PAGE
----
Like most Coloradans, I’m proud of the way our state is handling the COVID-19 crisis, and for this Gov. Jared Polis deserves real credit. He rallied the people of our state to flatten the curve of the pandemic, and working together, we did it.
The fight against the virus clearly isn’t over, but we are now in a position to start reopening the economy and get our lives back on track. We thank the governor for his decisive leadership.
But a recently signed executive order, which attempts to unilaterally change state election laws in the name of this health crisis, would take Colorado in the wrong direction – opening our citizen’s initiative process to manipulation, abuse and fraud. It is a massive distraction that undermines our democratic processes and opens voters to the unwanted specter of ballot box chaos this fall.
That’s not the governor’s intent, no doubt, but it is the very real effect. For that reason, Colorado Concern, which represents business leaders from across the state, and Dan Ritchie, Colorado’s leading civic statesman and a member of Colorado Concern’s board of directors, are suing to overturn the overreaching measure. We believe, flatly, that it is unconstitutional.
Before I lay out the reasons behind this lawsuit, I want to be very clear – this is not a partisan lawsuit. The groups opposing this executive order include Democrats, Republicans and those who prefer to not affiliate themselves with either party. We believe that every resident of Colorado is best served by a state government that is held accountable to our constitution and laws, and that the governor’s executive order fails that test.
So, how did we get to this point? Late on the evening of May 15, the governor issued an executive order suspending critical safeguards that apply to the ballot initiative process.
Those safeguards are clearly spelled out in the Colorado Constitution and in state election laws. Among other things, they require licensed petition circulators to physically witness every signature gathered in support of a ballot measure, and then swear an oath in the presence of a notary that all election laws and constitutional requirements were followed in the process.
These safeguards exist for a reason – to ensure that signatures are collected in a transparent and accountable way. Without them, signatures can be forged or dishonestly obtained, potentially allowing an initiative to qualify for the ballot – and possibly become the law of the land – by means of fraud.
The fact is, even with these safeguards, Colorado’s signature process has endured significant abuse in recent years. Massive civil penalties and even criminal convictions have been meted out to signature collectors and signature collection firms working in similar processes for political candidates even with these safeguards in place.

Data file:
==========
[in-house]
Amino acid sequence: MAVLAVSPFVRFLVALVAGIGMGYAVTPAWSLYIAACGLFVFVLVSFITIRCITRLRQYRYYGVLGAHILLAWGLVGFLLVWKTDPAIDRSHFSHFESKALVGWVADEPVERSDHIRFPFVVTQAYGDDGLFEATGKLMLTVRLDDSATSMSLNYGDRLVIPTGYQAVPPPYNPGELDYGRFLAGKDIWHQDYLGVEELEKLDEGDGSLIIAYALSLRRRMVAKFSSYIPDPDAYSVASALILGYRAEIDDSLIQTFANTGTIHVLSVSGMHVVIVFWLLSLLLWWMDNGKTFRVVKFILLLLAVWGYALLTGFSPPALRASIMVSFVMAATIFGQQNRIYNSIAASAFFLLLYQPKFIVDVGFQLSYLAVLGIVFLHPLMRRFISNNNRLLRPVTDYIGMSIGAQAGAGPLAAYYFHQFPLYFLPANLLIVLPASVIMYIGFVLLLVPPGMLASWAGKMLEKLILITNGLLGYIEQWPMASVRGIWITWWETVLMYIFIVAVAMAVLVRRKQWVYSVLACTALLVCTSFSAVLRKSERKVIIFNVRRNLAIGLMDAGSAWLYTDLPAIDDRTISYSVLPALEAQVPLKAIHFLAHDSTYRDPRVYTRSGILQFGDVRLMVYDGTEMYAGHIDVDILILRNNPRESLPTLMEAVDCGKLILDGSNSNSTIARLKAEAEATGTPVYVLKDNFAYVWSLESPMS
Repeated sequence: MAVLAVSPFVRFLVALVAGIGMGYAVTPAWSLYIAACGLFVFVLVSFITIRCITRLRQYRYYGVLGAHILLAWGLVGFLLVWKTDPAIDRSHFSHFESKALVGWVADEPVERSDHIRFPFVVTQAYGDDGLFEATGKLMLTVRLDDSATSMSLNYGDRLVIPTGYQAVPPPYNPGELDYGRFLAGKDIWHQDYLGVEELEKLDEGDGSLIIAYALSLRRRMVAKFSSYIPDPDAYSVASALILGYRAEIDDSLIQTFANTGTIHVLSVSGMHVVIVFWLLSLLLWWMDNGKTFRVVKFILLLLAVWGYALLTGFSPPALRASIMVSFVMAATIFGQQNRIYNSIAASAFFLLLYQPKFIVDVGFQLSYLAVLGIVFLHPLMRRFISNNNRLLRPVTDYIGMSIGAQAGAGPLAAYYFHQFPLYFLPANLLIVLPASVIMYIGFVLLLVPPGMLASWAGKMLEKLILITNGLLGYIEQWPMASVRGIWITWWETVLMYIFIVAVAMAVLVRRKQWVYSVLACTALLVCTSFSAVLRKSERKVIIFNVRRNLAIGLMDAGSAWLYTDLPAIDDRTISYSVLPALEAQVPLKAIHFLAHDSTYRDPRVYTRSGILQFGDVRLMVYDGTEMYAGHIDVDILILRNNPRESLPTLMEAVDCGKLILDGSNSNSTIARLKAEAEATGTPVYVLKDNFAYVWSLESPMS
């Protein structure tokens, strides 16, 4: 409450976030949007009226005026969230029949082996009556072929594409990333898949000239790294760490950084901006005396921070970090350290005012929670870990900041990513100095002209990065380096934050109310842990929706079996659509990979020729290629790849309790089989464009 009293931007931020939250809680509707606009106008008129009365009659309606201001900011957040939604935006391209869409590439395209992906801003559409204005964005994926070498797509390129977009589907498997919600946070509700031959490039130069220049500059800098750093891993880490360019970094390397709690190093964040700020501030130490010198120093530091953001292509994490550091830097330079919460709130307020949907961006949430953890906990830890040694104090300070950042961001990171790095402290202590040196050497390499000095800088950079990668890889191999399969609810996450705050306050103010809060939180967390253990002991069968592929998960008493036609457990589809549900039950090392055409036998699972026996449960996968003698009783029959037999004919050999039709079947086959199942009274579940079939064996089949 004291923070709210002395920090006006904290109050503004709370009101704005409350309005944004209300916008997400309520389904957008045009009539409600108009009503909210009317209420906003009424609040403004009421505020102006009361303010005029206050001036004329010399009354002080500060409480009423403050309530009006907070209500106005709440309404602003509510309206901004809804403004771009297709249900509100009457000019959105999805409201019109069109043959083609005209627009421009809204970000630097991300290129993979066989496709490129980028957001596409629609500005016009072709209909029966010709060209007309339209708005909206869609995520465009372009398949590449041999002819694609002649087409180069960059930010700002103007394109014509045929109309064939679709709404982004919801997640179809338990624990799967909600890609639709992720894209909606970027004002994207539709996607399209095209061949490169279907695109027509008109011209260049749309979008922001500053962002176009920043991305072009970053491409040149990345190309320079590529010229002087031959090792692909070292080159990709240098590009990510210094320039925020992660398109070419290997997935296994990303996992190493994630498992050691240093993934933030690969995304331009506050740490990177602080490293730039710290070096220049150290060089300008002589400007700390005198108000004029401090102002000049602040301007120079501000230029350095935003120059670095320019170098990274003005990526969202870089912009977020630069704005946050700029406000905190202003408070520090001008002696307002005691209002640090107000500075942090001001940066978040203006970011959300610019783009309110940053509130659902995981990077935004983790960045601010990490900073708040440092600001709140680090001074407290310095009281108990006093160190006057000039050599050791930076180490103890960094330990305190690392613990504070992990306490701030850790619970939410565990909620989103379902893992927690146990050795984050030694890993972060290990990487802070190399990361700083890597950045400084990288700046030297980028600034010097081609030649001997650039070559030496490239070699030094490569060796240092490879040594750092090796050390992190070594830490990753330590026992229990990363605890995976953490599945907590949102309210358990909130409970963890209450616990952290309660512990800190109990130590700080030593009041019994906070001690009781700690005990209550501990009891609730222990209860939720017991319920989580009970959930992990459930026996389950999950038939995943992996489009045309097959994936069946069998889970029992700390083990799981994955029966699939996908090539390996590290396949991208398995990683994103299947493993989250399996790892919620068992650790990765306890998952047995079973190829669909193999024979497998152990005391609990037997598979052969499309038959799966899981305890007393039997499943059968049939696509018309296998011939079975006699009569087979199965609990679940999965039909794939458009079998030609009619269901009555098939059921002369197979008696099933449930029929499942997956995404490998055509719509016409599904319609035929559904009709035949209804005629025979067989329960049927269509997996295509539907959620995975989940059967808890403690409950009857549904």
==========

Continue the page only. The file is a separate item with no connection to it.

Still, the governor, citing his COVID-19 emergency powers, is, in effect, wiping away these checks and balances. No more witnessing of signatures, no more sworn statements, no more paper trail to hold signature gatherers to account and no more evidence to allow cases of election fraud to be investigated and prosecuted. He says these requirements can’t be reasonably expected amid the pandemic, and so with the stroke of a pen, these critical requirements have been sidelined.
Instead, a completely new system that allows signatures to be submitted electronically by email and through other means is proposed through the executive order. What’s troubling is that, beyond allowing email signatures and waving various legal safeguards, most of the details of this new system are still largely undetermined, just two-and-a-half months before the signature collection process must be completed. It will be up to the secretary of state to build the new system and make it work between now and then.
The good news is, the executive order faces a steep climb in the state courts. Earlier this month, the Colorado Supreme Court rejected a similar effort by a candidate for the U.S. Senate who said signatures were just too difficult to collect during the COVID-19 crisis.
The court unequivocally disagreed, saying: “While we recognize that the circumstances that made signature collection more difficult this year are unprecedented, we do not have the authority to rewrite the Election Code in response to the COVID-19 virus. Only the General Assembly can do that.”
Similarly, only the people of the state of Colorado can make changes to the state’s constitution.
We agree that access to the ballot is critical, but the governor shouldn’t try to unilaterally lower the bar and jettison the very safeguards that preserve public trust in the initiative process. We hope the courts will strike down this order, so that Colorado can get back to work on issues that unite us – fighting this public health crisis and moving our state forward, together, again.
Mike Kopp is president and CEO of Colorado Concern, an alliance of executives with a common interest in enhancing and protecting the state’s business climate.